This Youth Baseball League Posted An Important Reminder For Players' Parents

"It's just a game."

It's important to teach young athletes about good sportsmanship, but sometimes their parents could do with a refresher themselves. Farragut Baseball Inc., a nonprofit youth baseball league in Tennessee, recently responded to aggressive behavior from grown-ups on the sidelines by posting a sign featuring a few "reminders from your child."


The sign includes the messages "I'm a kid," "It's just a game," "My coach is a volunteer," "The officials are humans," and "No college scholarships will be handed out today." It ends with a reminder to "have fun" — because isn't that what it's all about?

League director Steven Branson told WBIR that the sign was "probably long overdue," adding, "They're just kids. Let's not put too much pressure on them because that comes soon enough without our help anyway."

Unfortunately, it's all too common to witness the parents of young players taking the sport too seriously, sometimes to the point of anger or even violence. Just last month, a youth football team in Albuquerque, New Mexico, was suspended for the season after a parent body-slammed a referee during a game.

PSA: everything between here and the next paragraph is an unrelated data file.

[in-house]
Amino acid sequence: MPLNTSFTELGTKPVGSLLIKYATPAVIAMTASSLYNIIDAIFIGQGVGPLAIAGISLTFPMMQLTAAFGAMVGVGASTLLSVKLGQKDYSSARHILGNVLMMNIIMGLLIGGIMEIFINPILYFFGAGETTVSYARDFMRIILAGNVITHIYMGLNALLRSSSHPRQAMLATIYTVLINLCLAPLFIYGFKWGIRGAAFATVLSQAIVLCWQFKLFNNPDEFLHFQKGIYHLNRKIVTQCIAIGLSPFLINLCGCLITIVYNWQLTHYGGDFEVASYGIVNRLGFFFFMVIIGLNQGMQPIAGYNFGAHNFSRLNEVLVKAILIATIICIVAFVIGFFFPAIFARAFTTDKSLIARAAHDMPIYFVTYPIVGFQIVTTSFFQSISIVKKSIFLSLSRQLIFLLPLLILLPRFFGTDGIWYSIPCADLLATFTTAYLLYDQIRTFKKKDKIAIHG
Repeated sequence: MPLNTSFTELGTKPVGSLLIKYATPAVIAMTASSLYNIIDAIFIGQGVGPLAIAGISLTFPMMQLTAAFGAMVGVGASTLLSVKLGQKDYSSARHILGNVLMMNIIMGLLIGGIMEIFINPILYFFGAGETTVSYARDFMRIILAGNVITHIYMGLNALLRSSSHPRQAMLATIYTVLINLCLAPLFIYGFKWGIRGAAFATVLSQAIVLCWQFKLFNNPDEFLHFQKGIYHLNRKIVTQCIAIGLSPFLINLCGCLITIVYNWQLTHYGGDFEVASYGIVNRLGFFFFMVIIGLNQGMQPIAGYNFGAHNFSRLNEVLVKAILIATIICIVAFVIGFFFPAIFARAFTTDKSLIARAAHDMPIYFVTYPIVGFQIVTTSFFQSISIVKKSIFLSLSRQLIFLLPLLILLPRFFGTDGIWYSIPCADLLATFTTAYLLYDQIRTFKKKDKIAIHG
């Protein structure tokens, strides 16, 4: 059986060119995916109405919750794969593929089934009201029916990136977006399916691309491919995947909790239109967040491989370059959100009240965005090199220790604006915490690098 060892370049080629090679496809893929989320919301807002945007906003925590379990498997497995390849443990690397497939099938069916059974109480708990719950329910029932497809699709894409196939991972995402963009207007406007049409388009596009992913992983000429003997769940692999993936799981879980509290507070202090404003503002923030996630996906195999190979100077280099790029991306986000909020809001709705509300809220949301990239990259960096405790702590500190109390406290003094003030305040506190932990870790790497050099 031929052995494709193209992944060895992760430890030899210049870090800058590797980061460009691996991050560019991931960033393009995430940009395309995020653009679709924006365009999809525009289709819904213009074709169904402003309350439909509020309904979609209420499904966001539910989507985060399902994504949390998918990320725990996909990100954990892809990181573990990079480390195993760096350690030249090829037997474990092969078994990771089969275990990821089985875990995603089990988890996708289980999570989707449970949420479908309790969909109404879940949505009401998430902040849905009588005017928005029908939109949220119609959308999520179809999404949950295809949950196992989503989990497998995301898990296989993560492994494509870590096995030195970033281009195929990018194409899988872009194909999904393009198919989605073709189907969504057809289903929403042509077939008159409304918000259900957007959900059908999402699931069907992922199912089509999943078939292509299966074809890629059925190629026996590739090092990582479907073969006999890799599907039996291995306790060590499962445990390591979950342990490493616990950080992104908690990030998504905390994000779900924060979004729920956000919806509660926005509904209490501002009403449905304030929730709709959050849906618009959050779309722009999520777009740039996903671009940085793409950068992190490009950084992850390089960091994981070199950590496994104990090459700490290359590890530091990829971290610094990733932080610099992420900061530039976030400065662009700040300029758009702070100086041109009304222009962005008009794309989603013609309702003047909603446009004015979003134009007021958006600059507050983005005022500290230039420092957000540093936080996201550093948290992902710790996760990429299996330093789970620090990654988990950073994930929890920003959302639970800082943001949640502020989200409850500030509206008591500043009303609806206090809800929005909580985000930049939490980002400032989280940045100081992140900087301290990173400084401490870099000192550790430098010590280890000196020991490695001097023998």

Inappropriate behavior from the adults in charge or on the sidelines seems to be a widespread problem. A 2017 survey of more than 17,000 referees by the National Association of Sports Officials found that 57 percent of respondents believe sportsmanship is getting worse, with 39.3 percent blaming parents and 29.5 percent blaming coaches. 

According to the Washington Post, increasing pressure and competitiveness may even be the reason fewer kids are choosing to play sports these days. "We no longer value participation. We value excellence," sports management professor Mark Hyman told the publication in 2015.

Not to mention, parents who act out at games are setting a poor example for the kids who look up to them. As John O'Sullivan, founder of the Changing the Game Project, told CNN, "Kids are not very good at listening, but they are fantastic at imitating ... And so if you want your kids to display good sportsmanship, you should. If you don't want your kids to yell at referees, you shouldn't yell at referees."

Farragut Baseball isn't the only league to take parents' behavior seriously. In 2013, it was reported that, since 2004, Blue Valley Recreation in Kansas has required all parents to take a course in good sportsmanship and sign a code of ethics contract before the start of the season.

"There comes a certain point in time ... you'll not be able to play baseball, softball, volleyball, but the lessons of sportsmanship you'll take throughout life," Blue Valley executive director Steve Baysinger told KSHB.


Cover image: Suzanne Tucker /


Subscribe to our newsletter and get the latest news and exclusive updates.